THAAD itself can be identified as a fetishized cyber-techno-phallus, the dangerous, bleeding edge of thanato-phallic-narcissistic military posturing, in the cock-a-ludicrous exhibitionism of US exceptionalism: a sexuo-ideological fantasy that seeks domination (and feminization) of all challengers, and the continued gendered exploitation of the continent. Refusal of access—anti-access/area denial—is forcefully prevented; x-band radar turns the entire Chinese continent transparent, a global x-rated panoptic peeping tom; and through “networked, integrated, attack-in-depth”, any resisting or competing weapon systems and their small, insignificant, missiles, lacking power, thrust, reach, size, are imagined emasculated into orifices to be targeted, torn apart, and exploded.
The pivot is thus, the anxious, imperial male fantasy of permanent sexual entitlement and access, a theology of omniscience, omnipotence, (and omni-benevolence), tinged with a dispirited fear of loss of potency and connection- that drives the urge to keep the Asian continent in permanent submission, permanent servitude, and “forever bottom”.
What is overlooked in this posturing is whether a call for peaceful coexistence has any possibility, valence, or value, something to be settled outside the pornographic cinema of sexual fantasy, the cruel theater of threats and intimidation, the web of intrigue, violence, and military brinksmanship.
Whether dialogue, reason, and common humanity have a claim, not to be dismissed lightly, in a future among equals without drawn arms, sighted guns, weaponized missiles, and perverse techno-fantasies of global domination and submission, packaged under the slick labels of “deterrence”, “commons”, and “balancing”.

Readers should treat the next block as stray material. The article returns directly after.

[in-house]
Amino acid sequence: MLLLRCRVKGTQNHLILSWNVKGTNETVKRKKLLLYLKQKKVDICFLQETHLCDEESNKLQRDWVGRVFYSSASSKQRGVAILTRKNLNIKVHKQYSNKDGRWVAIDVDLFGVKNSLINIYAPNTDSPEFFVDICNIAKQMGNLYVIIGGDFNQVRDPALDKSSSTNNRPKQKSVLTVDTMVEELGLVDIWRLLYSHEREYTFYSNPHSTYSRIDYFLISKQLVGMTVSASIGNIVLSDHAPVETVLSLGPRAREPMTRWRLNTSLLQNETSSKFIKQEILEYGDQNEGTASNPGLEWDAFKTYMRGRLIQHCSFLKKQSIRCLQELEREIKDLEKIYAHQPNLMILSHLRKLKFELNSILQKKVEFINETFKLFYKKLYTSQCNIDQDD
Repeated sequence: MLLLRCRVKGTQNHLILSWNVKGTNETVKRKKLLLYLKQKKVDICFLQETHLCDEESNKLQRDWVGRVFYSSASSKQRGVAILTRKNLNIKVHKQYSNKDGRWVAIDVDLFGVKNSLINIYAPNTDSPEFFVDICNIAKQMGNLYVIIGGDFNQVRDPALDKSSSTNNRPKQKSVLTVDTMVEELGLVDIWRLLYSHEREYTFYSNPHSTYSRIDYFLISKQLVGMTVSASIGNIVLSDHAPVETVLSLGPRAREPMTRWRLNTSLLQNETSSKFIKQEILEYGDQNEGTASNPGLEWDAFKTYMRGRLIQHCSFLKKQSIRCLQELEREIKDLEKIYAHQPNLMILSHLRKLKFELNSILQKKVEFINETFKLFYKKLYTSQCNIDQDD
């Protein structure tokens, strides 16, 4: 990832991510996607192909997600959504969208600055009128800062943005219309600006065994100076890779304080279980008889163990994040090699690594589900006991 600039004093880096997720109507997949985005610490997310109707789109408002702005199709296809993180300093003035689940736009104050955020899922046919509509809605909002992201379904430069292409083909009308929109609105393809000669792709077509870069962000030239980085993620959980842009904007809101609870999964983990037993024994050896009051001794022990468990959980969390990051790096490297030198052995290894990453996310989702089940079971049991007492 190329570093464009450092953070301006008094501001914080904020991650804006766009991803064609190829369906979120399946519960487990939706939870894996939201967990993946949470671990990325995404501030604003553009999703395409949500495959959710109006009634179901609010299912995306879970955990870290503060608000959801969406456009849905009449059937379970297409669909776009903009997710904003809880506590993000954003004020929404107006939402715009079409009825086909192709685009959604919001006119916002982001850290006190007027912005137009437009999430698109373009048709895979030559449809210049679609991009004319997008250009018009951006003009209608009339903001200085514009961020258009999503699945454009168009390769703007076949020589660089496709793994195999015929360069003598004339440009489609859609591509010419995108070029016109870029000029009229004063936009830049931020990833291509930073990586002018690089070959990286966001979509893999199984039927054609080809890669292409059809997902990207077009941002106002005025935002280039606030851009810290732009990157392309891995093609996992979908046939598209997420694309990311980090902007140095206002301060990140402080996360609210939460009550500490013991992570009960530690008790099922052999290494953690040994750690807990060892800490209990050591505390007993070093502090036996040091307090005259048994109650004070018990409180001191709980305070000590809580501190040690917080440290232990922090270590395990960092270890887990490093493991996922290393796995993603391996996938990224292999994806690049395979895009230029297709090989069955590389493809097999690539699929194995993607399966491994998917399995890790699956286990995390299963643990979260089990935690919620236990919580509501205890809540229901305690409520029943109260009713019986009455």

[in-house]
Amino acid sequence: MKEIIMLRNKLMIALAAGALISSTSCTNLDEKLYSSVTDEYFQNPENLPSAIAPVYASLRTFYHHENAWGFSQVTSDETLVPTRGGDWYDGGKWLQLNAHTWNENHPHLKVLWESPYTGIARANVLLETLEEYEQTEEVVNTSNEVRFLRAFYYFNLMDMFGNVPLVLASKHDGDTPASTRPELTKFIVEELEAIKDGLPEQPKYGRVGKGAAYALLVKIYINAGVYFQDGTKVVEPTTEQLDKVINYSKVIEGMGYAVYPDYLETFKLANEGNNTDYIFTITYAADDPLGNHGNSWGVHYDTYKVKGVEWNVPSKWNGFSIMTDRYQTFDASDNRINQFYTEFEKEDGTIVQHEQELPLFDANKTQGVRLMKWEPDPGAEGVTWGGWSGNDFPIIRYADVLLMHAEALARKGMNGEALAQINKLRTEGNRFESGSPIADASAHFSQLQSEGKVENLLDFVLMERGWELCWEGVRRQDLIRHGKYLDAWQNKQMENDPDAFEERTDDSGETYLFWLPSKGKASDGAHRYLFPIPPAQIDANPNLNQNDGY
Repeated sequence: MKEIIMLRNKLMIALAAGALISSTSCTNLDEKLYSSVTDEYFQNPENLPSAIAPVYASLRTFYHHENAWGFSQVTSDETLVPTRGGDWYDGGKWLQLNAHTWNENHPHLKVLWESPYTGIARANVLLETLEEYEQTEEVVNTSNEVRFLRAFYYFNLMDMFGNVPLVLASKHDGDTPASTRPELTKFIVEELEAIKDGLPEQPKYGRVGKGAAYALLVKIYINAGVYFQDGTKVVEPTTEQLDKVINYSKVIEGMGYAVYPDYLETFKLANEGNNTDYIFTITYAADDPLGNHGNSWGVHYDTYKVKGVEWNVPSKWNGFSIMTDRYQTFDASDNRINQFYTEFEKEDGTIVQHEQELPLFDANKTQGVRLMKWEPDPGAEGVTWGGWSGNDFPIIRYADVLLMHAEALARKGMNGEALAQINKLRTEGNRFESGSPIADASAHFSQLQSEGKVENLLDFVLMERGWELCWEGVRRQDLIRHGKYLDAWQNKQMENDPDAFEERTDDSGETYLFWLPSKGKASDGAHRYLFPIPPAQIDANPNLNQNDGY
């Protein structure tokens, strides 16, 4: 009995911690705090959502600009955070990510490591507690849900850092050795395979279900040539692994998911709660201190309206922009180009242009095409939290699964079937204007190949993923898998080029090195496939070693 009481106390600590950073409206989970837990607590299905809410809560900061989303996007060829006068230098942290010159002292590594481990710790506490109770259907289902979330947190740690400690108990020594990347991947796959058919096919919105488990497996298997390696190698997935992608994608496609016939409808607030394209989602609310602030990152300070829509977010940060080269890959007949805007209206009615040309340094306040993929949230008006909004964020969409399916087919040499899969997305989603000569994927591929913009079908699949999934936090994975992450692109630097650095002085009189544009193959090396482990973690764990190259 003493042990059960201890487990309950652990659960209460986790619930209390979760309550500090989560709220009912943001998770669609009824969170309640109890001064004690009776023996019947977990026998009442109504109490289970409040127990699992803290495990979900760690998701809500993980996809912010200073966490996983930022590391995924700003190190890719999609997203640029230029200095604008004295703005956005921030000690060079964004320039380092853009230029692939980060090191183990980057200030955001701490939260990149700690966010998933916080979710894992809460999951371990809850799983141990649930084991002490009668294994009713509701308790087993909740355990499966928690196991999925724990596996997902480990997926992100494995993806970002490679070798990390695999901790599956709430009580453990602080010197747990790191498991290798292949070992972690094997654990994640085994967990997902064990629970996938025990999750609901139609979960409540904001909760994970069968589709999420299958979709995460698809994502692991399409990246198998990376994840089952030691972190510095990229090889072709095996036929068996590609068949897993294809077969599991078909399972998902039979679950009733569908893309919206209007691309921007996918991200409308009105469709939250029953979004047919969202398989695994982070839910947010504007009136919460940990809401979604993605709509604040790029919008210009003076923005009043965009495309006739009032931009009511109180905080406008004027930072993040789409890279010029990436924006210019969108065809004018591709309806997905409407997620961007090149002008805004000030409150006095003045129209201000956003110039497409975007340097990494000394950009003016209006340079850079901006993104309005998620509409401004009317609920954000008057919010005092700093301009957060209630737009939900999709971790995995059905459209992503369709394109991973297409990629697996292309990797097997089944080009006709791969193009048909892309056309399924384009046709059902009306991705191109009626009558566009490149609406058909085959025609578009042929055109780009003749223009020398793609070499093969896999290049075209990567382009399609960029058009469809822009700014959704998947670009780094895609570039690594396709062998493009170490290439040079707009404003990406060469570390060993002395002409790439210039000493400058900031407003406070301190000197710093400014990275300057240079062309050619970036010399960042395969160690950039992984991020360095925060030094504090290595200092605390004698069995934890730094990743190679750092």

Or whether Asian history will revert to the status of a comfort woman, serving Empire, cheaply selling itself for pretended promises of security and status, whoring itself to despair underneath the table, as the missiles sprout, the armies encamp, the weapons bristle, and the capitalist endgame damns the region into escalating tension, conflict, war, and irredeemable, unimaginable, global apocalypse.
Time, and the diligent labor of love, in the struggle of hearts and minds for peace, has never been so pregnant with redemptive possibility and apocalyptic peril.
 This is the name of the North Korean re-engineered SCUD-B missile.
 The ruling Saenuri Party representative Yoo Seong Min reiterated this proposal in March 10th, right after the attack. Rep. Na Kyung-won, Rep. Won Yoo-chul, also made calls for the installation of the system.
 A survey done by the US government in August 1946, a year after the banning of the KPR shows that 70% of the population still wanted a socialist government, 7% a communist one. Only 14% wanted a capitalist government. In George Katsiaficas, Asia’s Unknown Uprisings, 67 (Oakland: PM Press, 2012); from Korea Journal, Nov 1986, 42.
George Ogle, South Korea: Dissent within the Economic Miracle, 11 (London: Zed books, 1990).
 See, for example, “The Crime of Korea”, Armed Forces Screen Report, Issue #125, 1950, which uses footage from the Daejon Massacre by South Korean troops which was attributed to the North. See also the Korea International War Crimes Tribunal, June 23, 2001, New York, Report on US Crimes in Korea 1945-2001.